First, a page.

GULFPORT — The city has a brand new recycling truck and the public works director, Don Sopak, has big plans for it.
All he has to do is get the City Council to go along with his proposal at its meeting next week.
Looking at the next council meeting on Oct. 5, Sopak said he will propose expanding the city's curbside recycling program to include all plastics, metal cans and jar lids, junk mail and magazines, white and colored paper, brown paper bags and cardboard.
Those items would be added to the items the city is already picking up: newspaper, some plastics and aluminum.
And, Sopak says, he can do it without raising the rates. Residents pay $1.50 a month, except those living in Gulf Shores. They pay $0.95 a month.
Sopak's plan is following one anticipated by the council when it ordered the new recycling truck for $194,000 last November.
However, while the city waited the nine months it took to have the truck delivered, some council representatives suggested the city might be better off — able to get more items recycled — by selling the truck and turning the program over to an outside firm.
But Sopak said he is confident his plan will win them over.
"The outside firms would cost more … and we had this brand-new truck. I figured out a way to pick up the same things and to save cost," Sopak said.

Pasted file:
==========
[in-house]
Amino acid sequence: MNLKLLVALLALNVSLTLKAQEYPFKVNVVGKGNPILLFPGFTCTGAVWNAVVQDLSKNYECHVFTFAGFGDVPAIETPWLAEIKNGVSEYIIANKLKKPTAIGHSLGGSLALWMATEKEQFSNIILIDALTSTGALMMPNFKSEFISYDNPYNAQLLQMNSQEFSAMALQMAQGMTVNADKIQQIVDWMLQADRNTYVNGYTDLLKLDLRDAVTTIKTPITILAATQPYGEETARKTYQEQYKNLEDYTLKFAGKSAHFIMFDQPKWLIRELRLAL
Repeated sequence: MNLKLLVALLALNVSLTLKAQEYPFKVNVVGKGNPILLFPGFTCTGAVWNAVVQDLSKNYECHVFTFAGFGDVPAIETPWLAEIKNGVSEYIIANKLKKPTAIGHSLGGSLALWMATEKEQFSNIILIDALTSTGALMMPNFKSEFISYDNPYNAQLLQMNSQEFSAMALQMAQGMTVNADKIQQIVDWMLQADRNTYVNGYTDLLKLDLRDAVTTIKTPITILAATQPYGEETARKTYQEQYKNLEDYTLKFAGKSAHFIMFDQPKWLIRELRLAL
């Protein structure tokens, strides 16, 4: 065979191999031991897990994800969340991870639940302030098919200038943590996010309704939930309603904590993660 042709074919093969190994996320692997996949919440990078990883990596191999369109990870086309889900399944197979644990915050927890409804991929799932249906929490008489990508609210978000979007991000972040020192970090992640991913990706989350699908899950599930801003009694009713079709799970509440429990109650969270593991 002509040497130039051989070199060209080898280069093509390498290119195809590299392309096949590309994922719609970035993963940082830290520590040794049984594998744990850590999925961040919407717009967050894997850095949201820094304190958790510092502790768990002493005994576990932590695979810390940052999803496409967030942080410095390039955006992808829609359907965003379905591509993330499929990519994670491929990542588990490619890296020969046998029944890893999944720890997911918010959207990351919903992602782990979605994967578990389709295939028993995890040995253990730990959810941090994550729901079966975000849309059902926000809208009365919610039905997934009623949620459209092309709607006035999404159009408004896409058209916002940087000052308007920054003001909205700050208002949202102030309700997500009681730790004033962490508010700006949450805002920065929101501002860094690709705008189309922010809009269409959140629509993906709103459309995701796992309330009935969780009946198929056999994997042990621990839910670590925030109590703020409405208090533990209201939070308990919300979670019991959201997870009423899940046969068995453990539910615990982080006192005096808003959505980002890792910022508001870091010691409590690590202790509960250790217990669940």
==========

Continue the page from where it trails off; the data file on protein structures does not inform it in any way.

"We've been running our own program for 16 years and it has been very successful. Our residents like what we are doing and having our own program. It just had to be modified so we could collect more," he said.
The only item that won't be picked up curbside is glass. Glass, Sopak said, is the most difficult item to find a wholesaler to buy.
But he has a solution for that, too.
Sopak said he will propose using some of the annual grant money for recycling the city receives from the Pinellas County Department of Solid Waste Operations to purchase a receptacle for all colors of glass that will be placed somewhere in the city. The city will then have the glass trucked to a glass recycling center in Sarasota.
The city's recycling program makes some money, but the amount varies, depending on the market for recyclables, Sopak said.
Council member Michele King, perhaps the biggest proponent of looking at outside haulers, said she would be agreeable to keeping it in the city if the program were expanded.
"I just want to recycle more. It makes sense to recycle as much as possible," King said.
About 1,300 homes, or 32 percent of Gulfport's population, recycle, Sopak said. The city will work hard to increase those numbers by educating people through programs and fliers on the benefits of recycling.
The expanded program will start in November if approved by the council.